Steve Schwarzman: Wall Street’s arch dealmaker

Steve Schwarzman has had an illustrious career in finance, while his friendship with Donald Trump has made him a pivotal figure in the US-China trade war. Yet he remains a relative unknown. Jane Lewis reports.

Blackstone CEO Steve Schwarzman © JIM WATSON/AFP/Getty Images

"A most unusual manunknown to most Americans", is how the doyen of US business culture, Steve Forbes, describes Steve Schwarzman. It's a strangely amorphous introduction to the co-founder of Blackstone, one of the world's largest asset managers especially since, according to Forbes, Schwarzman's "entrepreneurial bent" has made him "the most influential" American financier "since the original J.P. Morgan".

A good locust

During the financial crisis, Schwarzman played a useful role advising the US Treasury. His international connections and longtime friendship with Donald Trump have since seen him emerge as a "back channel in US-China relations", says Lionel Barber in the Financial Times. Much in demand among peers as a "Trump whisperer", he's a prolific philanthropist who has built one of the most successful businesses on the planet. Yet Steve Schwarzman has "never quite received the credit he believes he deserves".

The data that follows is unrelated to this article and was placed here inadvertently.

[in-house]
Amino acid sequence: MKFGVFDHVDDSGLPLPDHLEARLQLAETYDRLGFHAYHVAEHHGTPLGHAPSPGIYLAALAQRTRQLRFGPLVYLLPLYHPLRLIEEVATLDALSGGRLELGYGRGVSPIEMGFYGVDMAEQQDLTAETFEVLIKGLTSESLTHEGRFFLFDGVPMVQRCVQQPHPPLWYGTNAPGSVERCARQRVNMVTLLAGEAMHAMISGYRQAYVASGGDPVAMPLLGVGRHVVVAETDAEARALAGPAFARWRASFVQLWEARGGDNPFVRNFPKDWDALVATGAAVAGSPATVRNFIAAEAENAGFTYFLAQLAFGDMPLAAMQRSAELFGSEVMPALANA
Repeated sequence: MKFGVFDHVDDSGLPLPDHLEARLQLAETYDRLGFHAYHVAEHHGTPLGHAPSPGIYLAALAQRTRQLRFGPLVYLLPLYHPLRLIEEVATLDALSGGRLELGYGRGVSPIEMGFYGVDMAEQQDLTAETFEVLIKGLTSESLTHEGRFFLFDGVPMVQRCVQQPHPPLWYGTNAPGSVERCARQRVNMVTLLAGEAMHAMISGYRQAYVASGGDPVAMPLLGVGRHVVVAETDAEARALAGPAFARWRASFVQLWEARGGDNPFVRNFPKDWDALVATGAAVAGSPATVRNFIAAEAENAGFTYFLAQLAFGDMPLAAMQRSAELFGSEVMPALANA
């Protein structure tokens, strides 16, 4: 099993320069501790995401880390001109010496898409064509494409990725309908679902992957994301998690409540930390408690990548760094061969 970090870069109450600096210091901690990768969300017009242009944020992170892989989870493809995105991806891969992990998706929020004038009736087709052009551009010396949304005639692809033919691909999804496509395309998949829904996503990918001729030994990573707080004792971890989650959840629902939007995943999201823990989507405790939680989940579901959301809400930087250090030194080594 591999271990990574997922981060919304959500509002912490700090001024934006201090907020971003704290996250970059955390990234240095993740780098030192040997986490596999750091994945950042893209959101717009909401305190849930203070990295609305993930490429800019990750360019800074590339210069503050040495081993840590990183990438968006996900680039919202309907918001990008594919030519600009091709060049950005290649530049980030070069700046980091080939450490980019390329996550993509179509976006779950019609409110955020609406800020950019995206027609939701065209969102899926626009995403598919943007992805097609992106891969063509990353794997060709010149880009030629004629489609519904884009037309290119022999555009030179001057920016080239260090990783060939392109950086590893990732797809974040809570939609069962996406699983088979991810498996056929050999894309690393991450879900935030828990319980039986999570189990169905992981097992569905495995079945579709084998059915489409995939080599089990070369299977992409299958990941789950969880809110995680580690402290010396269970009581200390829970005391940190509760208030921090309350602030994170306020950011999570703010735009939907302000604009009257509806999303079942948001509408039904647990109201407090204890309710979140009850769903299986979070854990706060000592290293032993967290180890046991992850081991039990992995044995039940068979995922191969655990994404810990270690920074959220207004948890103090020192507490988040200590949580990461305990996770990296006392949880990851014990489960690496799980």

Schwarzman grew up in Philadelphia, the son of a Jewish shopkeeper whose lack of ambition baffled him. Schwarzman says he inherited "the right gene mix" from his mother, "a very formidable, strong survivor" who understood the power of social connections. She helped get him to Yale, where he joined the exclusive Skull and Bones secret society, and he never looked back. After Harvard Business School, he joined Lehman Brothers where he indulged his latent love of beauty and comfort by lavishly redecorating his office. "I wanted... a cocoon against all the psychological stresses of my work, like a... library in an English house".

From Lehman to Blackstone

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